The American media is absolutely turgid with emotion over White House Chief of Staff Rahm Emanuel's ambitious plan to become mayor of Chicago once Mayor Richard Daley leaves office.
Just imagine, Emanuel on the fifth floor of City Hall, lording over his lands as King Shortshanks II, though I would be tempted to call him The Rahmfather.But not everyone is thrilled.
"What are you, some kind of chumbolone? You actually believe what Rahm's saying?" asked the eminent political theorist, Louie the Barber. "Rahm's just a boogeyman to help Daley get re-elected, get it?"
Louie isn't really a barber. He isn't even named Louie. But he's spent his life in the Chicago Way and I've given him anonymity, so he'll stop worrying about ending up in the trunk of a stolen car at O'Hare.
"Don't tell me you believe Rahm," Louie said.
But Louie, didn't you see the Charlie Rose program the other night? Rahm said he misses talking to the people, and he's thought about being mayor for years. So why not take him at his word?
"Get aholda yerself," Louie said. "If we weren't on the phone, I'd give you such a crack. Are you stupid or what?"
I didn't make a peep as Louie explained
"It's just a plan to scare the voters," Louie said. "Everybody in politics hates Rahm. Even Rahm hates Rahm. Can't you see what this is?"
"Daley needs a boogeyman," Louie said. "And not just one. He needs about five boogeymen. So when voters look at Rahm and the others and then at Daley, they'll say 'Hey, wait a minute, Daley's not so bad after all.' Get it?"
Rahm might be tough and smart enough to run Chicago, just as long as he doesn't show up for political meetings in a sauna without his towel.
Among Rahm's many qualifications is that he can raise political cash. His super-agent brother Ari Emanuel can handle that. Also, Rahm speaks the most important language of diplomacy in Chicago:
As in state Sen. James DeLeo, D-How You Doin'? Fluency in DeLeo will allow Rahm to maintain cozy relations with Rosemont, Melrose Park, Elmwood Park and other towns within the DeLeo realm.
Louie the Barber says that soon other fringe candidates will join in, such as famed "urban translator" Wallace "Gator" Bradley, the former mouthpiece of imprisoned Gangster Disciple King Larry Hoover.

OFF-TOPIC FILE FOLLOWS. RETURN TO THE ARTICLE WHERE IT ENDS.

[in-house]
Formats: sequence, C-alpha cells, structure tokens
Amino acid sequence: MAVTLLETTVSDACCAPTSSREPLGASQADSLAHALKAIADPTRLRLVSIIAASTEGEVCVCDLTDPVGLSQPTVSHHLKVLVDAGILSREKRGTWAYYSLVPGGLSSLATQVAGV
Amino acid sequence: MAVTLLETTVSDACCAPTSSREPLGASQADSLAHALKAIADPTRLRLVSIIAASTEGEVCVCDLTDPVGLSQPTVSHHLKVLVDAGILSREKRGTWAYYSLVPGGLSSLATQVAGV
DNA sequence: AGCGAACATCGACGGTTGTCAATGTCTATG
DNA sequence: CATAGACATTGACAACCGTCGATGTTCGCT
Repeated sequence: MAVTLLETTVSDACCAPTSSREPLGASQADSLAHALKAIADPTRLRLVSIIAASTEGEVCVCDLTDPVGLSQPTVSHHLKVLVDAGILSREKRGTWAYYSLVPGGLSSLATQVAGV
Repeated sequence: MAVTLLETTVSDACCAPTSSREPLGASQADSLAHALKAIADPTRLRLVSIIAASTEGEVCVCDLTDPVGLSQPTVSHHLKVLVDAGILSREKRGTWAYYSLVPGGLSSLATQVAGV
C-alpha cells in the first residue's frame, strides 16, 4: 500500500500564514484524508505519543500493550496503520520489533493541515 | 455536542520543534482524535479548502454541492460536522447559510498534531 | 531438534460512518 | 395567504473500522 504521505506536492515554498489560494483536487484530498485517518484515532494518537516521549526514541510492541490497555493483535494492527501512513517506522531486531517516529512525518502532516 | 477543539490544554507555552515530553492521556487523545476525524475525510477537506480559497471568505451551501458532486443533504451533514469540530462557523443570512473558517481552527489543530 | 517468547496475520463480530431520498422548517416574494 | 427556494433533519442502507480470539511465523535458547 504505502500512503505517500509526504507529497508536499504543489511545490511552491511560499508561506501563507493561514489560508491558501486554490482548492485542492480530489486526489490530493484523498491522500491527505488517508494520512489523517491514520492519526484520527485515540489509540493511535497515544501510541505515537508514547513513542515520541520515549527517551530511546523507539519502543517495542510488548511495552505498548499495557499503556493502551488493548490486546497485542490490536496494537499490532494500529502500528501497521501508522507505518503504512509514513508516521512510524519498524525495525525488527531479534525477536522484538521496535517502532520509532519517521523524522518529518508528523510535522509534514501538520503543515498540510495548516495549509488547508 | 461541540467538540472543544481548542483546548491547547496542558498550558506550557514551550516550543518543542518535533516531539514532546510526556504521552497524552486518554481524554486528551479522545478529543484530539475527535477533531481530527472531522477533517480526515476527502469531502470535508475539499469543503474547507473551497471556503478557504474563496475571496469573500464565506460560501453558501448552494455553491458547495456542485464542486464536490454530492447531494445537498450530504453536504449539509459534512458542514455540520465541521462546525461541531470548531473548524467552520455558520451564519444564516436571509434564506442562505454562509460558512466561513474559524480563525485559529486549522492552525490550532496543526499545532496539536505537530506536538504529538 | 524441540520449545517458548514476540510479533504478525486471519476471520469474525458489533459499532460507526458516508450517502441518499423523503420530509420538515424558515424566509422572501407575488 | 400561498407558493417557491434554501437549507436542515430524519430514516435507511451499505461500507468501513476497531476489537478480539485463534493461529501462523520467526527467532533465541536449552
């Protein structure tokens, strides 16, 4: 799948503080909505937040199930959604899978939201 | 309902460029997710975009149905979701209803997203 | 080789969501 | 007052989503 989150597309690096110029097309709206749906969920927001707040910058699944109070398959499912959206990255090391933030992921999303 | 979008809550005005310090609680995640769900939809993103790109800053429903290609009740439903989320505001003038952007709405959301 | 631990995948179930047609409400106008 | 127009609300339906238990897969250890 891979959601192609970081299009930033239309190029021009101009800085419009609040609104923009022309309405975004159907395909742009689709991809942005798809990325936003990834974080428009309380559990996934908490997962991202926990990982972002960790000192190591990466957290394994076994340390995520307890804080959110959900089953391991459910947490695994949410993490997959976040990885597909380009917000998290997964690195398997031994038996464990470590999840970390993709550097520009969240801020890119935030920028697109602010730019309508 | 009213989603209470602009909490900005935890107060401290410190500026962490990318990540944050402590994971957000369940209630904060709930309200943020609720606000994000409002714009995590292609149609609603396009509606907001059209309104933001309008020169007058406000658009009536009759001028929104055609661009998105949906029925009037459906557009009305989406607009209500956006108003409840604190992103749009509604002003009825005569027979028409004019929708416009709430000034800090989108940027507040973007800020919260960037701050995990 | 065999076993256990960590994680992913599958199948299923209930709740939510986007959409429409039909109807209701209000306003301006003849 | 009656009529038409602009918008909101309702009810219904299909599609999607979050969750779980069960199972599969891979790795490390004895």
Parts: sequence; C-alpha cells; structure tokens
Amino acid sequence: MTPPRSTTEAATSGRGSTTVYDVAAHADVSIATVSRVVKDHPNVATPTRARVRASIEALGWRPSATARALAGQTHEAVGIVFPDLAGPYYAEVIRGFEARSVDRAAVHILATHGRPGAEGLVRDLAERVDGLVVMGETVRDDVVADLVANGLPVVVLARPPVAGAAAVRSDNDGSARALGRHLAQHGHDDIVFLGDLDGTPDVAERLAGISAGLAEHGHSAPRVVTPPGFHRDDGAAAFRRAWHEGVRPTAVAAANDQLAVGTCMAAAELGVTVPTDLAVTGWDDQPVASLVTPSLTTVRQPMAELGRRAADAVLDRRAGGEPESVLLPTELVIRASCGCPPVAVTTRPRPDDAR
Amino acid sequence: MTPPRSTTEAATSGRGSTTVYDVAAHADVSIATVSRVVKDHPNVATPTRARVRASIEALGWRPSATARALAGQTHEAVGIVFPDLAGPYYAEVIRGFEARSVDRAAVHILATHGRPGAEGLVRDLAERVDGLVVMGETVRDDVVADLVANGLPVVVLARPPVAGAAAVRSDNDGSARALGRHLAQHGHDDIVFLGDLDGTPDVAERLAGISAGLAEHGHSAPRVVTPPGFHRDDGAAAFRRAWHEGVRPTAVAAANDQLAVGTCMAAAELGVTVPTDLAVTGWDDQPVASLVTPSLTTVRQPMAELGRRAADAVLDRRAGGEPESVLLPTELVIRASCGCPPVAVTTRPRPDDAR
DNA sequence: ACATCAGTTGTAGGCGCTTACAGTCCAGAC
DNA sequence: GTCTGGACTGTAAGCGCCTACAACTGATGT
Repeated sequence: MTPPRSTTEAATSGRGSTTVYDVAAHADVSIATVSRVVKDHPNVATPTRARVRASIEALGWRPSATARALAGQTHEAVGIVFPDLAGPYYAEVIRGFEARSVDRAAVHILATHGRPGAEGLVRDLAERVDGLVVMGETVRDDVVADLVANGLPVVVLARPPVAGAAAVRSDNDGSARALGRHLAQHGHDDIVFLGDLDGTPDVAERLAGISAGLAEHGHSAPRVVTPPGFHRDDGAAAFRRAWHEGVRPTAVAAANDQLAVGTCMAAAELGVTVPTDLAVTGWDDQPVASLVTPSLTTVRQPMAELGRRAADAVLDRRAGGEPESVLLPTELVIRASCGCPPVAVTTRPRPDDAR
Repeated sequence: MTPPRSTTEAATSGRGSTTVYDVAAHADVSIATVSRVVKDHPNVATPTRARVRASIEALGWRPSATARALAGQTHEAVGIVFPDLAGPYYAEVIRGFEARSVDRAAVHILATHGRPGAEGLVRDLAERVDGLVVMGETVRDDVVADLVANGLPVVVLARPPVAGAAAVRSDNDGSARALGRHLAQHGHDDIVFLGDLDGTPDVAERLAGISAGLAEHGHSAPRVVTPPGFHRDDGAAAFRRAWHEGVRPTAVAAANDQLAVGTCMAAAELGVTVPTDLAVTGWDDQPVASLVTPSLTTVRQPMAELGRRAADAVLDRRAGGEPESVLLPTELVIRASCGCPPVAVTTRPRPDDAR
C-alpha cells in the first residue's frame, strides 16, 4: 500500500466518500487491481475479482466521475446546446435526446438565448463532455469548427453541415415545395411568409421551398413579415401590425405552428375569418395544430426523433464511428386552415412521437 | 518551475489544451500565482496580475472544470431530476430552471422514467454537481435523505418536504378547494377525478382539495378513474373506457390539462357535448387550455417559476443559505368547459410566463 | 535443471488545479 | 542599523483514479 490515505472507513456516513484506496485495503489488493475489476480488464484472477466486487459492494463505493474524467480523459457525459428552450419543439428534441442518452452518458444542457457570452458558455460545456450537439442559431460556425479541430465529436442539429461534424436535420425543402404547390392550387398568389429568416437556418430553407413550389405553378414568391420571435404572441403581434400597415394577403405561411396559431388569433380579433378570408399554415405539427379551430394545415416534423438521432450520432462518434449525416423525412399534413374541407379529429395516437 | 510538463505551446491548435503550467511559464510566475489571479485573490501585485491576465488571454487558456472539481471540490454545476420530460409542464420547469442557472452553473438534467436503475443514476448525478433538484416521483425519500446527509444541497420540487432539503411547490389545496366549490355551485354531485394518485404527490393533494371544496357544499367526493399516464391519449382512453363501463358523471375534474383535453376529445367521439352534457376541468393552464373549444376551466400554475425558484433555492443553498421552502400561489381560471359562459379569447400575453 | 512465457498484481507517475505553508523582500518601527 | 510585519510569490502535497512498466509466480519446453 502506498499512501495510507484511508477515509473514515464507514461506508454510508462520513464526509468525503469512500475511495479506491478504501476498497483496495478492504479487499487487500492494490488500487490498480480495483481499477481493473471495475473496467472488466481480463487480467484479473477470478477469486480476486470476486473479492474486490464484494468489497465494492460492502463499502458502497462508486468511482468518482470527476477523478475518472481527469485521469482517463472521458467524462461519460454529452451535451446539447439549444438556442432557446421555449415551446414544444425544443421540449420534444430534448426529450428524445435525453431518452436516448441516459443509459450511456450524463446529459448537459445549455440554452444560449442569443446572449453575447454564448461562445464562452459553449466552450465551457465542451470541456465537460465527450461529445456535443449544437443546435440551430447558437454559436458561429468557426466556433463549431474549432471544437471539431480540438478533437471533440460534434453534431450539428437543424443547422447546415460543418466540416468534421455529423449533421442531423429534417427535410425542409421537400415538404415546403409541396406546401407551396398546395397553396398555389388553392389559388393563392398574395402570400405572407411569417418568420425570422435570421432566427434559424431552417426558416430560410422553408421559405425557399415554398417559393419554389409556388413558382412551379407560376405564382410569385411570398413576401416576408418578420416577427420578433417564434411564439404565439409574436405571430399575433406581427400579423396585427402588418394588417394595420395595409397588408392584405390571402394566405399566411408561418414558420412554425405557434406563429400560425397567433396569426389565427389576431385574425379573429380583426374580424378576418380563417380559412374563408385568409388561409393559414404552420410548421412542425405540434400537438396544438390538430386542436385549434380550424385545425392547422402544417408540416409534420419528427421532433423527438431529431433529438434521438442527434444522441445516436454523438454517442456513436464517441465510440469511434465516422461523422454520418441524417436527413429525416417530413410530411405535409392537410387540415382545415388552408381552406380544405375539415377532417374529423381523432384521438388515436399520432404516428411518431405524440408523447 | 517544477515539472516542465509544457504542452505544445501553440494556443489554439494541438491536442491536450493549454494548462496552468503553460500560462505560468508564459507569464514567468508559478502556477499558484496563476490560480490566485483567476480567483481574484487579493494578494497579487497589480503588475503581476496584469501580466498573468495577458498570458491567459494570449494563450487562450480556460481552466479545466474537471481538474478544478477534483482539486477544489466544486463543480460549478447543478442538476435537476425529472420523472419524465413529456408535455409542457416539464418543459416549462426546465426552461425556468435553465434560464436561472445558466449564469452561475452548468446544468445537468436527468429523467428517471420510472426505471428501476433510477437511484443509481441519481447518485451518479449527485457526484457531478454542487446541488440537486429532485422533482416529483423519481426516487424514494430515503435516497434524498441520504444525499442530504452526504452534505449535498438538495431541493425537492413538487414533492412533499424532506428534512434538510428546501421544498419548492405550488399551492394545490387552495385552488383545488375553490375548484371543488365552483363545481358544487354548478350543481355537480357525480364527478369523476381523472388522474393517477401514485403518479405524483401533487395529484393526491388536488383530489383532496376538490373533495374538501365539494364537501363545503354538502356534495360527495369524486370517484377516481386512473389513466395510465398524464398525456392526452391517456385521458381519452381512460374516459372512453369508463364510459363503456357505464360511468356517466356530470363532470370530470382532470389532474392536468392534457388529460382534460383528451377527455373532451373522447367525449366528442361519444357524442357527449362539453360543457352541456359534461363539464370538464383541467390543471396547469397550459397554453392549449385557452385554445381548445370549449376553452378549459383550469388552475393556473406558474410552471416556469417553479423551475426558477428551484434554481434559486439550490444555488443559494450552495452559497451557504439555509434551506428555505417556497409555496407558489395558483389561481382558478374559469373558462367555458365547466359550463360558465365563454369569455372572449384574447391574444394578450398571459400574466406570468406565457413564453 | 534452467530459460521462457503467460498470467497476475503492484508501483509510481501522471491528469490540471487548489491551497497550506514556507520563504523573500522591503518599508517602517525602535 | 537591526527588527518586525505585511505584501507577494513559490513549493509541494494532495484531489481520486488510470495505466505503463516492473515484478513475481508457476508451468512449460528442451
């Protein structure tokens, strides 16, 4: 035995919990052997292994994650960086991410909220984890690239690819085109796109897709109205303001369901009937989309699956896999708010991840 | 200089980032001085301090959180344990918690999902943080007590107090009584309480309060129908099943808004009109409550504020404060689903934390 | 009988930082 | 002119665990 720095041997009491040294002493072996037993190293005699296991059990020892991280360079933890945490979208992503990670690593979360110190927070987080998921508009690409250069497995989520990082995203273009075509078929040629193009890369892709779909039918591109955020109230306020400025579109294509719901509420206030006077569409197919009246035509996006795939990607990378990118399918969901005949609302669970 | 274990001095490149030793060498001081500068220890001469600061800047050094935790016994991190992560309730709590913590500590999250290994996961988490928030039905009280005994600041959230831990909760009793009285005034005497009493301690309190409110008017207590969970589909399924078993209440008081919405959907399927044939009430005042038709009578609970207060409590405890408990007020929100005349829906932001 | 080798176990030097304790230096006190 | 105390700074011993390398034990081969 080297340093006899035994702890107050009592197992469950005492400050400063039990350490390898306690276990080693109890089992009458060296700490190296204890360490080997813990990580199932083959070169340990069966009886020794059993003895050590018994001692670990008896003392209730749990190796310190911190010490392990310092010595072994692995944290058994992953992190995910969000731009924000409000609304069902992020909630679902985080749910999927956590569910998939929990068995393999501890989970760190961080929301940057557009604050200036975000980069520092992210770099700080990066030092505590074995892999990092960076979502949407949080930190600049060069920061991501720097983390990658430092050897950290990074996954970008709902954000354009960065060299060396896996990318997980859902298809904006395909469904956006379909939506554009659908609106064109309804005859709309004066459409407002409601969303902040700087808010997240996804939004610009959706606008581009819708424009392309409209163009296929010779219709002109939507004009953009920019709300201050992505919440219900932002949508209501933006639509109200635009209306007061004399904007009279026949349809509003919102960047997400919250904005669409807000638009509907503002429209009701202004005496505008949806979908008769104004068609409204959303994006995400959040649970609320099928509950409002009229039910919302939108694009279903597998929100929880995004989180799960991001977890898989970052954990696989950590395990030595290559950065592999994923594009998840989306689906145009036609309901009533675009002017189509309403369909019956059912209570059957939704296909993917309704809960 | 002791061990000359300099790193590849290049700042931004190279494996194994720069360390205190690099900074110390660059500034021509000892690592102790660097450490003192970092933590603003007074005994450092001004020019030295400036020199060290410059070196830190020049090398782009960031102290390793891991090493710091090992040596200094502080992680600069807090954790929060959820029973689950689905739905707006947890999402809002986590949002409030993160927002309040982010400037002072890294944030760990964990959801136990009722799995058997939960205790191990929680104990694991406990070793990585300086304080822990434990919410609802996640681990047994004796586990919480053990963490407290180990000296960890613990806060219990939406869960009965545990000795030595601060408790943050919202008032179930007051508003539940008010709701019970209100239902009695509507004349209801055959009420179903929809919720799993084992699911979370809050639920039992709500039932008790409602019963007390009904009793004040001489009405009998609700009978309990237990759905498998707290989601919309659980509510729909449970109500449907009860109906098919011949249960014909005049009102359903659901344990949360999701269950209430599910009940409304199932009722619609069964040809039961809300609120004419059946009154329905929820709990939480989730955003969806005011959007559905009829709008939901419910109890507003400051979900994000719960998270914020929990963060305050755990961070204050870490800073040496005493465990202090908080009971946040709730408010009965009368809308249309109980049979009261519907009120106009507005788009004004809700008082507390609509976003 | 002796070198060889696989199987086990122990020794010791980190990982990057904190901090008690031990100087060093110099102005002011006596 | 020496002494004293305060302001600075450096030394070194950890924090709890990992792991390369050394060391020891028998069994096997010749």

Perpetually angry U.S. Rep. Luis Gutierrez might run. Minister Louis Farrakhan might publicly endorse a candidate. The Outlaws, the white motorcycle gang, might have a guy, and the Latin Kings, understand?
That's when, according to Louie, a terrified group of civic leaders from the business and journalism communities will gather at City Hall. They'll drop to their knees and begin to shriek:
"Please, Mayor Daley. Run! We need you to rule us with your strong wrought-iron fist. Oh, please, be our King Shortshanks forever, our liege lord, for ages and ages. Oh, and may we kiss the hem of your garment?"
Daley will order them to stop groveling. He'll say he really doesn't want to run again, but, OK, just one more time, and only because he loves Chicago and its people.
"Then he'll win, and that's the Chicago Way," Louie said.
Well, that's just one theory.
Another is that Daley might not run again and Emanuel is marking the territory, being the first to cast himself as a worthy successor while making all the others seethe with jealousy because they didn't think of it first.
Another is that the mayor is quite tired, and Mrs. Daley is quite ill, and it's time to call it quits. But he loves the job.
And if he weren't the boss of Chicago, he'd have to leave town. Without his terrifying power, all the people he's stepped on and squashed over the decades would line up to give him a swift kick in the tender short shanks.
What is clear is that for the first time in more than two decades, Daley is visibly weakening. Otherwise, Emanuel wouldn't dare broach the subject. Daley's time is coming to an end, either this term or the next.
He won his last election by a landslide. But only a small percentage of eligible voters actually voted. And that was before all the new problems.
Shortshanks' parking meter rate-hike fiasco won't go away. His son and nephew had a hidden multimillion-dollar stake in a city sewer contract, and the mayor said nobody told him.
He also didn't know about his nephew getting $68 million in city pension funds to invest. When he was at the height of his power, Chicago eagerly forgave him for not knowing basic details, and a few in the media made excuses. But those days are over. Nobody buys his Fedzheimer's act anymore.
The economy is in the toilet. He's spent all the money on deals, and the city government is broke. His friends are rich, but the city workers hate him and the taxpayers are angry. He'll need to pick a fight, so look for him to provoke a strike by the Teamsters union as he moves toward re-election.
Voters will need someone to fear even more than Daley himself.
Like The Rahmfather, the new boogeyman of Chicago politics.
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